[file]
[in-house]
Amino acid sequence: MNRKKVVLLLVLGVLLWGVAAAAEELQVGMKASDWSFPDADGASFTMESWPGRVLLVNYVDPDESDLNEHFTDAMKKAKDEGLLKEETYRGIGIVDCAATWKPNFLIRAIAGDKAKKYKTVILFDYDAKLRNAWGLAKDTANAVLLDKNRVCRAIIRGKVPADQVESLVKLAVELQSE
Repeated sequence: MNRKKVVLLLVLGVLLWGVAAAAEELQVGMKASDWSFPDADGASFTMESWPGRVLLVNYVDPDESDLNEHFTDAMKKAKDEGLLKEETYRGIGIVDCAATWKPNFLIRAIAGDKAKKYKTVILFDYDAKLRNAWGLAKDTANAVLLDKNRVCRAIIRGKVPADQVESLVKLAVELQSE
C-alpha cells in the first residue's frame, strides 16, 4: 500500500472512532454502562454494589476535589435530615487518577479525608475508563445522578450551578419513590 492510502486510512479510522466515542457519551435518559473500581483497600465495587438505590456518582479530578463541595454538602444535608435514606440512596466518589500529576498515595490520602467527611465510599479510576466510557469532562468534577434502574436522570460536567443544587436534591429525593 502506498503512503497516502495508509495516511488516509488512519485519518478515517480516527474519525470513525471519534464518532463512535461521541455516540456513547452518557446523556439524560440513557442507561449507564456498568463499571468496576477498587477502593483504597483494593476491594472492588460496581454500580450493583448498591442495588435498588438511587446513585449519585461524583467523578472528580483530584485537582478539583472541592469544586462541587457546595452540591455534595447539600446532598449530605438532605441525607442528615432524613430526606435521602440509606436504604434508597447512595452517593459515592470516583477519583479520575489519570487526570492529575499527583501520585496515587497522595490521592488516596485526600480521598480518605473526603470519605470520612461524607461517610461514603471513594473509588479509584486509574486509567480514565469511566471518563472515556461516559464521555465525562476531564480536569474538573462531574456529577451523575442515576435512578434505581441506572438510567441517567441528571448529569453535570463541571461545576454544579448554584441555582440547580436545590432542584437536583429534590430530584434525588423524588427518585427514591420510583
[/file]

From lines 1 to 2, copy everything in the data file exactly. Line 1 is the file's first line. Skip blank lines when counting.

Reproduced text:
[in-house]
Amino acid sequence: MNRKKVVLLLVLGVLLWGVAAAAEELQVGMKASDWSFPDADGASFTMESWPGRVLLVNYVDPDESDLNEHFTDAMKKAKDEGLLKEETYRGIGIVDCAATWKPNFLIRAIAGDKAKKYKTVILFDYDAKLRNAWGLAKDTANAVLLDKNRVCRAIIRGKVPADQVESLVKLAVELQSE